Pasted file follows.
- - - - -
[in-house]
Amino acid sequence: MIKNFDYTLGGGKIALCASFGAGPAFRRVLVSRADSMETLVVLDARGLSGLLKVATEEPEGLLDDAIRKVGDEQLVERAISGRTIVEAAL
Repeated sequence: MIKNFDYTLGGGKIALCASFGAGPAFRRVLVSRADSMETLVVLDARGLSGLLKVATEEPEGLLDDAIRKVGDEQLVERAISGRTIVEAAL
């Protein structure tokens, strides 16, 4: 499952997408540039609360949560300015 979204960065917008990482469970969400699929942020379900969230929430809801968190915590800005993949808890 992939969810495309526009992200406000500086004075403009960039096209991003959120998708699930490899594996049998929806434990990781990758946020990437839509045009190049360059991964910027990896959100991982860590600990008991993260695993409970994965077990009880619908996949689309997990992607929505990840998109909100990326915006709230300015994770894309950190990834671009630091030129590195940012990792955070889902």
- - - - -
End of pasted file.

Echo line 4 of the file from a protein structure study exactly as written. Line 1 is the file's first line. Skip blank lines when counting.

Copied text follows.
């Protein structure tokens, strides 16, 4: 499952997408540039609360949560300015 979204960065917008990482469970969400699929942020379900969230929430809801968190915590800005993949808890 992939969810495309526009992200406000500086004075403009960039096209991003959120998708699930490899594996049998929806434990990781990758946020990437839509045009190049360059991964910027990896959100991982860590600990008991993260695993409970994965077990009880619908996949689309997990992607929505990840998109909100990326915006709230300015994770894309950190990834671009630091030129590195940012990792955070889902």